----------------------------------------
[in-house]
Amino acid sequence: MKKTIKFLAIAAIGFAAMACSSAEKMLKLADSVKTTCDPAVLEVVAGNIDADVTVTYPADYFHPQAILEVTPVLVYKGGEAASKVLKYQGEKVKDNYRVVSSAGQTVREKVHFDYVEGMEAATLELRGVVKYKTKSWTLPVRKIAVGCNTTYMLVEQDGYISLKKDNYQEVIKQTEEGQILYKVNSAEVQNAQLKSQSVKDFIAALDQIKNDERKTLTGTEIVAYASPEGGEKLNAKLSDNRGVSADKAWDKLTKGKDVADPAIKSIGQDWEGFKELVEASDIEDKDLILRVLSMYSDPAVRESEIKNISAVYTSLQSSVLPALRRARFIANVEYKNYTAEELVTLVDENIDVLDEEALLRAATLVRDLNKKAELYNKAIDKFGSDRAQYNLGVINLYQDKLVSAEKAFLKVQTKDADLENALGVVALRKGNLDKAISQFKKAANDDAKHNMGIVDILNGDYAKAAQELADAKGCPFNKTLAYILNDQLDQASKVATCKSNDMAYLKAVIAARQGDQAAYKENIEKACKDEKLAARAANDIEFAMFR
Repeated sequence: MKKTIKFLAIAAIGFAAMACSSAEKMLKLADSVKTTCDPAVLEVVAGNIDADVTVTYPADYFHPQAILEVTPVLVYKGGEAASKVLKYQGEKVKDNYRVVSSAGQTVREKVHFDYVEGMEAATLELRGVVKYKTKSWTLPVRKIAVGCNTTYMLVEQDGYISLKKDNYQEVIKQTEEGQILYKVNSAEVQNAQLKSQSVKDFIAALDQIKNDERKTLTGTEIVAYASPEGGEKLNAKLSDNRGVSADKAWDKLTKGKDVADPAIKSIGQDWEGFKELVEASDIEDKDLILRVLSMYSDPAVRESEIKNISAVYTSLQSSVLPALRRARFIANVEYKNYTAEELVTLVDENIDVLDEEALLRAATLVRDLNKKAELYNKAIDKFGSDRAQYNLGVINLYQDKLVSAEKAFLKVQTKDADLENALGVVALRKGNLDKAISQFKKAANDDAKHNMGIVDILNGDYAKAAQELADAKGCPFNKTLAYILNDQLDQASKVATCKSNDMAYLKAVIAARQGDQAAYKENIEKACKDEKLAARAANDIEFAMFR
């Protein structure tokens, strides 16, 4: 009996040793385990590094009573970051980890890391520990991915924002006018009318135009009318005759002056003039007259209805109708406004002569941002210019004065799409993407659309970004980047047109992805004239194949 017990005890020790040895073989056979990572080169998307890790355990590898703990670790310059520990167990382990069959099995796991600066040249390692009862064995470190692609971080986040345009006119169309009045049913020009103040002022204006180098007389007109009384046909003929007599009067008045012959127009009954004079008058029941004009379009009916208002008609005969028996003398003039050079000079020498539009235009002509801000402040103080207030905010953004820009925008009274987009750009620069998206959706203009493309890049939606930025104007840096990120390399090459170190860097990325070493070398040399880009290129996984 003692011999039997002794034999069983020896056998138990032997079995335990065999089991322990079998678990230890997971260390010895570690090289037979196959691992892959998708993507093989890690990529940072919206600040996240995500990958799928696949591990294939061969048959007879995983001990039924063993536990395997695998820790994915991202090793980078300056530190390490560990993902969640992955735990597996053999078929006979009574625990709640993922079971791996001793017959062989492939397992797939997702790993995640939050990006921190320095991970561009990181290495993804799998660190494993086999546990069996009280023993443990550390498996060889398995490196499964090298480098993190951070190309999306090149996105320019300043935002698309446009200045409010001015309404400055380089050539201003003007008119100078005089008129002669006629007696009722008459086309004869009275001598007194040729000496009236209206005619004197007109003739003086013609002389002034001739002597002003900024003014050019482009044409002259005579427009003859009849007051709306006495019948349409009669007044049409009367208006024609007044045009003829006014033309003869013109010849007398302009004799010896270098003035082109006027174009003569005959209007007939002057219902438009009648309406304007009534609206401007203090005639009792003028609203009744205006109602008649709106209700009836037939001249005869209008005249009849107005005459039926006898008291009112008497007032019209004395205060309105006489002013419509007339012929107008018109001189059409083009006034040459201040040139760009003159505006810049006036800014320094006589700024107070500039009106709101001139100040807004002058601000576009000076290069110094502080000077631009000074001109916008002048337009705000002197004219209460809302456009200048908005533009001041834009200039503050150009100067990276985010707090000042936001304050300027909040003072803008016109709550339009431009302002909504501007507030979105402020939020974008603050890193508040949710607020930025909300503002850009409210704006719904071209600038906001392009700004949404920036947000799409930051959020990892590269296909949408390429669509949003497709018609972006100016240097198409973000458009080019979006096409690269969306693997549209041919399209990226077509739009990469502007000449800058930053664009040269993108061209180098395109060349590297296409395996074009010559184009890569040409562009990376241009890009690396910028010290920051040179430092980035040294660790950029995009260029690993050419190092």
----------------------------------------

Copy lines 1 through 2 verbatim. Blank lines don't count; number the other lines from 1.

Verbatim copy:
[in-house]
Amino acid sequence: MKKTIKFLAIAAIGFAAMACSSAEKMLKLADSVKTTCDPAVLEVVAGNIDADVTVTYPADYFHPQAILEVTPVLVYKGGEAASKVLKYQGEKVKDNYRVVSSAGQTVREKVHFDYVEGMEAATLELRGVVKYKTKSWTLPVRKIAVGCNTTYMLVEQDGYISLKKDNYQEVIKQTEEGQILYKVNSAEVQNAQLKSQSVKDFIAALDQIKNDERKTLTGTEIVAYASPEGGEKLNAKLSDNRGVSADKAWDKLTKGKDVADPAIKSIGQDWEGFKELVEASDIEDKDLILRVLSMYSDPAVRESEIKNISAVYTSLQSSVLPALRRARFIANVEYKNYTAEELVTLVDENIDVLDEEALLRAATLVRDLNKKAELYNKAIDKFGSDRAQYNLGVINLYQDKLVSAEKAFLKVQTKDADLENALGVVALRKGNLDKAISQFKKAANDDAKHNMGIVDILNGDYAKAAQELADAKGCPFNKTLAYILNDQLDQASKVATCKSNDMAYLKAVIAARQGDQAAYKENIEKACKDEKLAARAANDIEFAMFR